While that meant some hurdles for the cast, it also solved a major problem: finding four actors to play two sets of identical twins. Adding dramatic white face and make-p accents, plus long flowing garb, all akin to an earlier Japanese time period, helped create "the picture you wanted to create," she said.
"It's very difficult to cast four people that strongly resemble each other," she said. "That's asking a lot of the audience, to go along with a suspension of belief."
Other obstacles were asking the cast of the Kabuki-style show to not just look, but also talk, walk and act like those Japanese characters. Getting through that to a successful ending "made it that much more rewarding," she said.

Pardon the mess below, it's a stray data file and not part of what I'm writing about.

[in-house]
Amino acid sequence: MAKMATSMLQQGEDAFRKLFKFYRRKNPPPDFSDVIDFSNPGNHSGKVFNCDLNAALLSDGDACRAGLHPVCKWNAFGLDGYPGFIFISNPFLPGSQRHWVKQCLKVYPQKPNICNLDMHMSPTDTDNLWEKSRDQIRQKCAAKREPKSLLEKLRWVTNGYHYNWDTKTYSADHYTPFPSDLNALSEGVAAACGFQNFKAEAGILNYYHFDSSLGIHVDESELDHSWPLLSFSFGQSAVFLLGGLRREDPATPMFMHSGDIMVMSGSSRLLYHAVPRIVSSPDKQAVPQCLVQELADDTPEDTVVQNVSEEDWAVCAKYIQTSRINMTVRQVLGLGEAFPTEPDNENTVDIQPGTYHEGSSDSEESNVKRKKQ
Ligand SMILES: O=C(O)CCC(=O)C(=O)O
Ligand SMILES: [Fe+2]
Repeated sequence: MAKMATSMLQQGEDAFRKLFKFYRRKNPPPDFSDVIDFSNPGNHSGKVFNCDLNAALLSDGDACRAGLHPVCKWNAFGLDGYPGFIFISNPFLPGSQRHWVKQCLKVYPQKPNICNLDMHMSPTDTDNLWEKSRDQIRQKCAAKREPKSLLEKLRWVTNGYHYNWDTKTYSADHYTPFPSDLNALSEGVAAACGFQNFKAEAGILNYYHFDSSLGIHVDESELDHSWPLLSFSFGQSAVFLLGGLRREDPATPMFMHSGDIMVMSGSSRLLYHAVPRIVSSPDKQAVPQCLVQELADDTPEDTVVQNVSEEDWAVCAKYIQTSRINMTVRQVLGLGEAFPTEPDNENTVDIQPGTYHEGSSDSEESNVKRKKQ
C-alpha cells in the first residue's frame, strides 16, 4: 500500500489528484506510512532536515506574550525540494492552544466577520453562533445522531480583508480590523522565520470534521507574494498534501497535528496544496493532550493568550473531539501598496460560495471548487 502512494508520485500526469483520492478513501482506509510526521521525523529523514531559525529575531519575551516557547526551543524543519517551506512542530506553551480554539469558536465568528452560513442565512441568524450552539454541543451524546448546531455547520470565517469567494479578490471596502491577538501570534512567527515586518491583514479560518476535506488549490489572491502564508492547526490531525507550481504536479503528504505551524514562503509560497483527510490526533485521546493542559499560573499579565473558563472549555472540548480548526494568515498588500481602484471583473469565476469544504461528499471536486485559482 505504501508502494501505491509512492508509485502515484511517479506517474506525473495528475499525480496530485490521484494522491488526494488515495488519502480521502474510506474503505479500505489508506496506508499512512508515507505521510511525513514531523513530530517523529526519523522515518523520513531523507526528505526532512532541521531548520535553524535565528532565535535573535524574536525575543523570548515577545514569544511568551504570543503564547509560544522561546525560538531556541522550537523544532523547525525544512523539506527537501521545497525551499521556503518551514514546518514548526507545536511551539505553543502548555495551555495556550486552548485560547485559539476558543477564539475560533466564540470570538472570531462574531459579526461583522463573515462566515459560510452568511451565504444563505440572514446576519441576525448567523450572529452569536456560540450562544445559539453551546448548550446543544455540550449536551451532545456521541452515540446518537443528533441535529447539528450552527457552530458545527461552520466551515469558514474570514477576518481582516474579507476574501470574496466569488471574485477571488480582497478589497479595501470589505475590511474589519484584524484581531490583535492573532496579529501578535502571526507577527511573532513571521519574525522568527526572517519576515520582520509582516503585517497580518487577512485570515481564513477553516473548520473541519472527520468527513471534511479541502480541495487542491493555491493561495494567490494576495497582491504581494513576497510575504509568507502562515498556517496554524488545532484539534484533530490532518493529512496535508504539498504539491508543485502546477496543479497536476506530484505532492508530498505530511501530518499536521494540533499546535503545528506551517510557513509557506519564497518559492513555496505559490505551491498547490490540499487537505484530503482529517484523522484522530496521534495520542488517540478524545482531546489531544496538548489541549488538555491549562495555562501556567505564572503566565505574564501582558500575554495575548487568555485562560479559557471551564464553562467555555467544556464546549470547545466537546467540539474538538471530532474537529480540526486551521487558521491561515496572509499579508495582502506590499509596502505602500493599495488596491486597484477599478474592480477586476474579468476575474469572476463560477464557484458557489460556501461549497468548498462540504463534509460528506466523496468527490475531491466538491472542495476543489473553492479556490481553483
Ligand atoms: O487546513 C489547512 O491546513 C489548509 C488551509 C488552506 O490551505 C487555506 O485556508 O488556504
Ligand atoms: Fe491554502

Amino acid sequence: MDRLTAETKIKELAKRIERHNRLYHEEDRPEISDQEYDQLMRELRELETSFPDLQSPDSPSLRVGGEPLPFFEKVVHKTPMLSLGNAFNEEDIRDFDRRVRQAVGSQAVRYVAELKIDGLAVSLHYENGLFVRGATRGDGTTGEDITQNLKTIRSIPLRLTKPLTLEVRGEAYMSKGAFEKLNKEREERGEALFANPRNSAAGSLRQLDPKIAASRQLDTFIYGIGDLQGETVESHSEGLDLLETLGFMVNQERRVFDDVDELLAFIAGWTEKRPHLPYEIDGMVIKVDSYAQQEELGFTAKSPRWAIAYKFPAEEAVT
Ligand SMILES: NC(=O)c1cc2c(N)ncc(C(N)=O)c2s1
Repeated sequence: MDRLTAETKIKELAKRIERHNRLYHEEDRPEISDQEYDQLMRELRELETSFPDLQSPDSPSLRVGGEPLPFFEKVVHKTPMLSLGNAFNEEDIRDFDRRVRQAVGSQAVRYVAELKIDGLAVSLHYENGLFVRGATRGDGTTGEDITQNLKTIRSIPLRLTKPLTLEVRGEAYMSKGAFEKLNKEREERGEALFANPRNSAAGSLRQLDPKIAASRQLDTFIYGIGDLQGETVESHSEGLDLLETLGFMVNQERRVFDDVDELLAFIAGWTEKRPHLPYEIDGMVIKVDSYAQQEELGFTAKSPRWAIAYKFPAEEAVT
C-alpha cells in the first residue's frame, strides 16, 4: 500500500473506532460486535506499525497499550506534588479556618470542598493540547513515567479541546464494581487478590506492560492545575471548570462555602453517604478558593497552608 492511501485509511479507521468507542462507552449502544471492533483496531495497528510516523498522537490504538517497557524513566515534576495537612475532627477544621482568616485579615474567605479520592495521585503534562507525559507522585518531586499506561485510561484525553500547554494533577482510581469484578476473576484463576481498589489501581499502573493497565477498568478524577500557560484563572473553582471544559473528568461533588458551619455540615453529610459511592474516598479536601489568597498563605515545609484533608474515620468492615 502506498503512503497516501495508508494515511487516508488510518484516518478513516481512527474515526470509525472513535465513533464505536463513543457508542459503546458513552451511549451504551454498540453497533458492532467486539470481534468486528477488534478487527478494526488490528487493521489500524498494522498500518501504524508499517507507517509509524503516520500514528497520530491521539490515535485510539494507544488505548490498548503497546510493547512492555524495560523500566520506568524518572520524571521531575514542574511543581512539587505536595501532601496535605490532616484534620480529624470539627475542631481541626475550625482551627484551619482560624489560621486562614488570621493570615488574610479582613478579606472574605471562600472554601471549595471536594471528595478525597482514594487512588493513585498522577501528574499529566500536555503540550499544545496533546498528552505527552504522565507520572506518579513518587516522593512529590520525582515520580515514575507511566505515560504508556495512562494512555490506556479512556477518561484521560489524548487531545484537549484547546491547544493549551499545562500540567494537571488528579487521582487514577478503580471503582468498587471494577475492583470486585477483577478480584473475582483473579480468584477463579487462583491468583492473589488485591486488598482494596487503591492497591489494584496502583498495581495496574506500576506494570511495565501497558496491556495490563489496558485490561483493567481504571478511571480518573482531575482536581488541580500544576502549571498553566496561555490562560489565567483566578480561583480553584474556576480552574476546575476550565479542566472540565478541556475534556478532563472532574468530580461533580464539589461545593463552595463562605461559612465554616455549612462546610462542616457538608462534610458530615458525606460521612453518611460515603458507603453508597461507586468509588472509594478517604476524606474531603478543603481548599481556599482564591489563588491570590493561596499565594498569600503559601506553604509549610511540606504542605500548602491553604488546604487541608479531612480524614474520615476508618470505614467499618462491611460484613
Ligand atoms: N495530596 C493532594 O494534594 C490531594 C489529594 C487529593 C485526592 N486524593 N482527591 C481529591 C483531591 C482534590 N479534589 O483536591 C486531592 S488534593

"Taming of the Shrew" was another challenge. That show, set in Texarkana, asked actors to divvy up accents for some to speak with a southern twang, others a Texan drawl and Mr. Burk to perfect someone from Louisiana, and all set in the 1930s and '40s.
"Traditionally when we choose a show, we choose an alternate experience than what would be in our ordinary, every day lives," Mrs. Burk said. "Every single one has its own feel."
Those creative interpretations has "made it so genuinely interesting," Mr. Burk said.
And it hasn't altered the story one bit, he said, since the mean person is still a mean person and the drunk is still a drunk. He or she just may look and sound different.
Ten-year journey ...